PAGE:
Age 14 to 16 Challenge Level:

A composite number is one that is neither prime nor 1. Show that 10201 is composite in any base.

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Perfectly Square

Age 14 to 16 Challenge Level:

The sums of the squares of three related numbers is also a perfect square - can you explain why?

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Similarly So

Age 14 to 16 Challenge Level:

ABCD is a square. P is the midpoint of AB and is joined to C. A line from D perpendicular to PC meets the line at the point Q. Prove AQ = AD.

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Number Rules - OK

Age 14 to 16 Challenge Level:

Can you convince me of each of the following: If a square number is multiplied by a square number the product is ALWAYS a square number...

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The Triangle Game

Age 11 to 16 Challenge Level:

Can you discover whether this is a fair game?

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Impossible Sandwiches

Age 11 to 18

In this 7-sandwich: 7 1 3 1 6 4 3 5 7 2 4 6 2 5 there are 7 numbers between the 7s, 6 between the 6s etc. The article shows which values of n can make n-sandwiches and which cannot.

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Round and Round

Age 14 to 16 Challenge Level:

Prove that the shaded area of the semicircle is equal to the area of the inner circle.

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Proof: A Brief Historical Survey

Age 14 to 18

If you think that mathematical proof is really clearcut and universal then you should read this article.

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Matter of Scale

Age 14 to 16 Challenge Level:

Prove Pythagoras' Theorem using enlargements and scale factors.

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Logic

Age 7 to 14

What does logic mean to us and is that different to mathematical logic? We will explore these questions in this article.

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Picture Story

Age 14 to 16 Challenge Level:

Can you see how this picture illustrates the formula for the sum of the first six cube numbers?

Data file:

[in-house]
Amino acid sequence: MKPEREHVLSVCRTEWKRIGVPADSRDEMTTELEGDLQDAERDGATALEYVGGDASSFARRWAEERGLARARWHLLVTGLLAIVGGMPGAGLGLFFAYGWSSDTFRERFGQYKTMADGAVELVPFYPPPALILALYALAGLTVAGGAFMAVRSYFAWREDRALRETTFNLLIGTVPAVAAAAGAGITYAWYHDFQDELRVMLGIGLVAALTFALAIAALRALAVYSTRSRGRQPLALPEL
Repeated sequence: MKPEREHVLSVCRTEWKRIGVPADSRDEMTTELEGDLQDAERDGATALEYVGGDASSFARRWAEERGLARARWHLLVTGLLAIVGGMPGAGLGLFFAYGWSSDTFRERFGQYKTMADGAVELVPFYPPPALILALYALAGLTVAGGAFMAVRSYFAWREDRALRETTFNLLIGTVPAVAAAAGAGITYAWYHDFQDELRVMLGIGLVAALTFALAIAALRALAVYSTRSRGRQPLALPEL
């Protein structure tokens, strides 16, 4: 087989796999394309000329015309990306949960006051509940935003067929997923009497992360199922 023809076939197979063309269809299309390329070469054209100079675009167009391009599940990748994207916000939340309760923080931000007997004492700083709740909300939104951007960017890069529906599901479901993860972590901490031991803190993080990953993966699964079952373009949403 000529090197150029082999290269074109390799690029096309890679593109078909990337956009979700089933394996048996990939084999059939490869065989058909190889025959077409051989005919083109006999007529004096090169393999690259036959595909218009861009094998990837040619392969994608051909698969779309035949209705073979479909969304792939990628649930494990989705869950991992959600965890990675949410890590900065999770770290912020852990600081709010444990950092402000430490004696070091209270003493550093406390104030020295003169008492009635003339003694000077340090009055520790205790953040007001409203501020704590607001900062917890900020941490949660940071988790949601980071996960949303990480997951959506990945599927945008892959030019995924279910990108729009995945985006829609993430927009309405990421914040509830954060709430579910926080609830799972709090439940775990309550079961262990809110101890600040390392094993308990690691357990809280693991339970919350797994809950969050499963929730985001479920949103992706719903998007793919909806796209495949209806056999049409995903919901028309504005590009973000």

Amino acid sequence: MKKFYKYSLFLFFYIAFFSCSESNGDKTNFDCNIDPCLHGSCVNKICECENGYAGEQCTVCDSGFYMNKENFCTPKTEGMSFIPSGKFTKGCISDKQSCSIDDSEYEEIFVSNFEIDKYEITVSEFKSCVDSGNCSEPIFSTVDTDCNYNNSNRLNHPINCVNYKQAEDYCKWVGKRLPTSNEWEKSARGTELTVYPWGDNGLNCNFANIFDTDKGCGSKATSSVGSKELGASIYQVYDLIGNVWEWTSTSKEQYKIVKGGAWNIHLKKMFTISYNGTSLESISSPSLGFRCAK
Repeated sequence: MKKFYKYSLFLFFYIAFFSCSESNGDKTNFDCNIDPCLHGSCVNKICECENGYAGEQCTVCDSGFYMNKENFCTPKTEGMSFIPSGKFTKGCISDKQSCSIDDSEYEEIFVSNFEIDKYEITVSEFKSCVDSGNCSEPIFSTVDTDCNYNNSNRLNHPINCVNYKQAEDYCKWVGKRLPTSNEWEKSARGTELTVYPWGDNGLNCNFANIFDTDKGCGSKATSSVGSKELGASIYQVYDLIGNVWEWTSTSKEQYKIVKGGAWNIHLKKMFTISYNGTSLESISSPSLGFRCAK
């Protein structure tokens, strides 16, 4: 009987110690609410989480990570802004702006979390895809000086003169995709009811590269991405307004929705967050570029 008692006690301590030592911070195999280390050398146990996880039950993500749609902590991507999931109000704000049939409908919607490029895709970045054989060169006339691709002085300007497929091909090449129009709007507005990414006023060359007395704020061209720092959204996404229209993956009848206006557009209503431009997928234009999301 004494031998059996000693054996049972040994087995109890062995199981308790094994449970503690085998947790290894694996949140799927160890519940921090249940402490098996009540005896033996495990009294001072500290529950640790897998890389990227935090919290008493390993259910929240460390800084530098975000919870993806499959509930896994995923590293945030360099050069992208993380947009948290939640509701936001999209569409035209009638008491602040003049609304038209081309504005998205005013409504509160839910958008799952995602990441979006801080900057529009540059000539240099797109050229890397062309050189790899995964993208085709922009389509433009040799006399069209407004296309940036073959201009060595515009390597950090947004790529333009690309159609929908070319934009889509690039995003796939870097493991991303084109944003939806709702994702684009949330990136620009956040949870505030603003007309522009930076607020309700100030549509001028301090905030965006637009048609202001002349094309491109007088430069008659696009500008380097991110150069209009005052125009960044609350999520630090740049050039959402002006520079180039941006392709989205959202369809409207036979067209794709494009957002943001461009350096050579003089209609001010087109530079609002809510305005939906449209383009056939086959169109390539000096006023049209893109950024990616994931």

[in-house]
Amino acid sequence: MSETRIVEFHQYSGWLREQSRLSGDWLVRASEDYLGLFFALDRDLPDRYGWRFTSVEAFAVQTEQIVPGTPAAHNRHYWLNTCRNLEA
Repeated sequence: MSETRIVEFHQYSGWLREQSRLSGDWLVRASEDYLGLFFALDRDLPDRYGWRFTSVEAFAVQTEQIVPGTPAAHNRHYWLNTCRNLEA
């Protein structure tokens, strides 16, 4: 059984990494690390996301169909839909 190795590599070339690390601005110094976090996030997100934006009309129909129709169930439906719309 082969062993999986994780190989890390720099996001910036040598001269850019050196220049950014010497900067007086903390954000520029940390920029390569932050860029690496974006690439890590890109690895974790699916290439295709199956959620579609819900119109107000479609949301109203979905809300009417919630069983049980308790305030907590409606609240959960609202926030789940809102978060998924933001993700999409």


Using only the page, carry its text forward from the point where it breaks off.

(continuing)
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Natural Sum

Age 14 to 16 Challenge Level:

The picture illustrates the sum 1 + 2 + 3 + 4 = (4 x 5)/2. Prove the general formula for the sum of the first n natural numbers and the formula for the sum of the cubes of the first n natural. . . .

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Picturing Pythagorean Triples

Age 14 to 18

This article discusses how every Pythagorean triple (a, b, c) can be illustrated by a square and an L shape within another square. You are invited to find some triples for yourself.

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The Frieze Tree

Age 11 to 16

Patterns that repeat in a line are strangely interesting. How many types are there and how do you tell one type from another?

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Cosines Rule

Age 14 to 16 Challenge Level:

Three points A, B and C lie in this order on a line, and P is any point in the plane. Use the Cosine Rule to prove the following statement.

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Yih or Luk Tsut K'i or Three Men's Morris

Age 11 to 18 Challenge Level:

Some puzzles requiring no knowledge of knot theory, just a careful inspection of the patterns. A glimpse of the classification of knots and a little about prime knots, crossing numbers and. . . .

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N000ughty Thoughts

Age 14 to 16 Challenge Level:

How many noughts are at the end of these giant numbers?

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Square Mean

Age 14 to 16 Challenge Level:

Is the mean of the squares of two numbers greater than, or less than, the square of their means?